Do not cast the return value from *alloc functions. It is unnecessary
and can mask errors (as it has here...see above).

`sizeof(char) is 1 by definition.

*Never* directly realloc() -- it can create a memory leak if it fails.
(Always* realloc() to a temp.)
printf("memory allocated \n");
return 0;
}

int main(int argc, char* argv[])
{
char **test;
char *test1;
ws1_c = "san jay";

test = &test1;
*test = (char*) malloc(1*sizeof(char)); // If U will make it *test =
(char*) malloc(10*sizeof(char)) It will work .... :( amazing .
Why not just use `test1'?
[...as well as same comments about casting the return value and
sizeof(char)]
.. strcpy(*test,"TEST_11");
You've only allocated space for one `char'. What do you expect?
printf("Curr val of one %s\n",*test);

*test = (char*) realloc(*test, 20*sizeof(char));
strcat(*test,"3333333333");
printf("After allocation val is %s\n",*test);

addDynamicMemory(test, 40) ;
strcat(*test,"444444444");
printf("After allocation val is %s\n",*test);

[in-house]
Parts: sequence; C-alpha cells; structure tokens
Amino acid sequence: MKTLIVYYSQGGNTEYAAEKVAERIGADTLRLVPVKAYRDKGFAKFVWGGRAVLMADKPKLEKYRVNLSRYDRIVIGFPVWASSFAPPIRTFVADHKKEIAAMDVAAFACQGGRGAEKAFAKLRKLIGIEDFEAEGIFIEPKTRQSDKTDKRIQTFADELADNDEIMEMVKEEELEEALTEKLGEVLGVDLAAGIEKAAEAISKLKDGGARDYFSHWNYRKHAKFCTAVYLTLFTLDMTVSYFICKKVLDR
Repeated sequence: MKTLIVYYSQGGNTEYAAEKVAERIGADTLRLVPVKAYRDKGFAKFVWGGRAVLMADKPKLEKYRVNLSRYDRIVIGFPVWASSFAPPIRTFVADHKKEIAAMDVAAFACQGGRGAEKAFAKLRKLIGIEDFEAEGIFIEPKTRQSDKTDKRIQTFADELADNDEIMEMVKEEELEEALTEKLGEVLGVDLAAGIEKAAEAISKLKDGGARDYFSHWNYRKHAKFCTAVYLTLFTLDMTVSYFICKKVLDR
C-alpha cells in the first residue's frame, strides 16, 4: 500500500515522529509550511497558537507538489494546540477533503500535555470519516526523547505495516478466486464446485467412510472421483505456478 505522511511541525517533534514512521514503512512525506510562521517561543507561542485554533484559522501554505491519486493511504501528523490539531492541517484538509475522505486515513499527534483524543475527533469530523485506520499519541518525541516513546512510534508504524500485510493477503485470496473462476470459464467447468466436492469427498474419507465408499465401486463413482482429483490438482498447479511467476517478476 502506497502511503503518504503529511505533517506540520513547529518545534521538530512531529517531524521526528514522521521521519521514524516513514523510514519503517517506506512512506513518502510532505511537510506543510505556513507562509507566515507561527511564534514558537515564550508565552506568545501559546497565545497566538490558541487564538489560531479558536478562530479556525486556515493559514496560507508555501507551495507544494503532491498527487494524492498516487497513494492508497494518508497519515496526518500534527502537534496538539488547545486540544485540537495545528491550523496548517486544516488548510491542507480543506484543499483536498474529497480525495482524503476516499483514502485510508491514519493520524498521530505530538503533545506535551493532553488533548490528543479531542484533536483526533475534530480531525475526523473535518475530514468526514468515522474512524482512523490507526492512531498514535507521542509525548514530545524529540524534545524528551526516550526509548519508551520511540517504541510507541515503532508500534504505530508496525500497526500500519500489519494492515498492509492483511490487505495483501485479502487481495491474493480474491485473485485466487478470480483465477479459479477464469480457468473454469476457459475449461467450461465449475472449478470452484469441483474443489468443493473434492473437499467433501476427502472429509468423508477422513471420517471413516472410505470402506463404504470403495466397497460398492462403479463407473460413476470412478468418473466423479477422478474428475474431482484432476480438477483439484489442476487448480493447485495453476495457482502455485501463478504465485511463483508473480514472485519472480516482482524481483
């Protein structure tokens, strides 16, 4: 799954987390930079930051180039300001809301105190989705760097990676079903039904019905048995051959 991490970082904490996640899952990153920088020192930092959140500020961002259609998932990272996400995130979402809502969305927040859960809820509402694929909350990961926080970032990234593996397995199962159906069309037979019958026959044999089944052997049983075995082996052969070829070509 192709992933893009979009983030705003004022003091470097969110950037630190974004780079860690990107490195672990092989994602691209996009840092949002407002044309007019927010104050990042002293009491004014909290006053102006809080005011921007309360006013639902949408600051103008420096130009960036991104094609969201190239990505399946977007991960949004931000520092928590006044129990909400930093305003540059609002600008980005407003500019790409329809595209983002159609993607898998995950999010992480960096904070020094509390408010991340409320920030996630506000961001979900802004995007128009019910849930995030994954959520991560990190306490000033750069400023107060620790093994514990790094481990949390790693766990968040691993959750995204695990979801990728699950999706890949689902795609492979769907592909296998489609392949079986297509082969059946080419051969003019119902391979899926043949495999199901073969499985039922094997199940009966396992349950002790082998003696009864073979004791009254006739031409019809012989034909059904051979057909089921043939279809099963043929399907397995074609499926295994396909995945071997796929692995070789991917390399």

addDynamicMemory(test, 20) ;
strcat(*test,"7777777");
printf("After allocation val is %s\n",*test);

addDynamicMemory(test, 20) ;
strcat(*test,"888888888888888");
printf("After allocation val is %s\n",*test);

}

Obviously, you lack a clue.
Fortunately, clues are easy to obtain. Read a good book on C
(http://www/accu/org is a good source for suggestions; K&R II is hard to
beat). Read the C-FAQ. Browse news:comp.lang.c.

Once you've done all that, please post back if you run into problems.

HTH,
--ag

--
Artie Gold -- Austin, Texas
http://goldsays.blogspot.com
http://www.cafepress.com/goldsays
"If you have nothing to hide, you're not trying!"
Dec 28 '05 #4

P: n/a
Ooops Allocated for only one char and assigning,
strcpy(*test,"TEST_11"), it to seven chars is the main culprit

Dec 28 '05 #5

P: n/a